Setting Up A Fat Loss Diet: Protein

Protein is easily the most essential Macro.

Akash Vaghela Akash Vaghela · 01 Aug 2017

Nutrition Beginner
10 Mins

Share

Welcome to part one of our four part ‘setting up a fat loss diet’ series.

The majority of our clients initially come to us for fat loss, so in the spirit of our highly transparent education section, we’d like to share how we typically approach setting up the different macronutrient and calorie targets to help reach this goal.

As you know, there’s no ‘one size fits all’ approach. Everyone is different, and will require specific modifications to make it suit their lifestyle as easily as possible.

But what you’ll gain from this series is the ability to create your own general starting point to start melting away body fat, which you can then tweak accordingly depending on your progress.

To kick it off, we’re going to talk all things protein, where we’ll be diving into the following:

  • Why we need protein
  • How much protein we need
  • The best sources of protein

Why Do We Need Protein?


For body composition improvements, protein is arguably one of the most critical pieces of the puzzle.

In fact, a little known fact is that protein derives from the Greek language, and stands for Of first/primary importance.

Those Greek Gods were definitely onto something, right?!

Unfortunately though, when we look at the modern Western diet, it appears that we’re actually doing the opposite!

Instead of protein being ‘of first importance’ it’s now become ‘of little importance’. Way down on the pecking order.

Let’s look at how a typical Western diet looks like for most now:

Breakfast: Cereal / Toast / Sometimes even skipped (carbohydrate based)

Lunch: Sandwich / Salad / Crisps (carbohydrate / fat based)

Dinner: Meat or Fish with Rice or Potatoes / Spaghetti Bolognese / Indian Takeaway (carbohydrate / fat based)

If we were to break down the macronutrient ratios of the above example, it’d likely show something like this:



As you can see, protein only makes up a small part of the total calories. If our goal is maximum results in minimum time with body composition, this low protein diet creates three problems.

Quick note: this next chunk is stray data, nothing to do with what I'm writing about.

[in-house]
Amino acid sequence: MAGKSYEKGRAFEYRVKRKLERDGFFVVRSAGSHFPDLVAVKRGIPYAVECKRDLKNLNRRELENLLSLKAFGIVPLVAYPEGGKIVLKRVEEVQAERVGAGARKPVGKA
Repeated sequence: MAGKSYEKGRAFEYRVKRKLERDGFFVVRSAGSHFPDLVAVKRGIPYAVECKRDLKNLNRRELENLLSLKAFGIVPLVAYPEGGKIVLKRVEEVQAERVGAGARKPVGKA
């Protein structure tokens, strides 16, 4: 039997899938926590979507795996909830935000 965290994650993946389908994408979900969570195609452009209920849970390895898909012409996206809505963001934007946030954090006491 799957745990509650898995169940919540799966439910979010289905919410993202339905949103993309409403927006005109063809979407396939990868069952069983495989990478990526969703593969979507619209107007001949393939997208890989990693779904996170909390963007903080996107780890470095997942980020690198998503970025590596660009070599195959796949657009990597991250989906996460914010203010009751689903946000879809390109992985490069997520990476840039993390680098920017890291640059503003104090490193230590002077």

1) Muscle Growth / Retention


If you look through any of our transformations, you’ll notice that not only are our clients looking lean at the end, but they’re also carrying significantly more muscle tissue on their frame.

This is the ideal situation. Yet is still rarely spoken about in the dieting world, where calories are dropped indiscriminately. Of course, if you have a large deficit where both calories and protein were low, you will lose weight. There’s no debate. But the real issue that the ‘weight’ will come from everywhere, and that includes muscle tissue. Which is when the ‘after’ in a transformation looks unhealthy, skinny and gaunt, as opposed to healthy, lean and muscular.

When we’re transforming bodies, our goal is maximum fat loss. Not just weight loss. Reaching a minimum protein target while staying within a maximum calorie allowance is an essential part of the process.

2) Satiation


When new clients start with us, one of the most common pieces of feedback we receive at the beginning is just how full and satiated they always are.

This is because of an increased protein intake, and it’s associated effect on an appetite reducing hormone called peptide YY, which is found in the ileum and colon.

The example we always use is to compare the way you feel after eating a quick sandwich vs 3 to 4 whole eggs, or a steak.

When you have a sandwich, you gain some temporary fulfilment, but you’re ready to eat again in an hour or so.

But if you have a protein dense meal such as 3 to 4 whole eggs, or a steak, you’re set for another 3 to 4 hours at least.

3) Thermic Effect of Food (TEF)


Another overlooked benefit of protein in a fat loss diet is the high TEF value it holds, which does play a small but useful role in the calorie balance equation.

TEF refers to the caloric cost of processing and digesting different micronutrients in the day.

Unsurprisingly, protein comes out on top here again with the following calorie cost percentage values:

Protein = 20-30%
Carbohydrate = 5-6%
Fat = 2-3%

What this means is that if you were to eat 100 calories from protein alone, around 20-30 calories have already been used up.

On the other hand, if you ate 100 calories from fat alone, only 2-3% are used for processing, leaving 97-98% for storage or utilisation.

This all sounds relatively minor in the grand scheme, but when you stack 12,16, 20 or 24 weeks in a row of dieting together, it certainly adds up!

Bonus benefits…


Protein isn’t only important for creating physique transformations. It’s also critical in a number of everyday roles in the body. Before protein can aid in muscle growth, it needs to help the body with all of the following:

  • Energy – if carbohydrate / fat isn’t sufficient (gluconeogenesis)
  • Hormones – proteins helps synthesise certain hormones such as insulin, secretin, growth hormone
  • Enzymes – made from proteins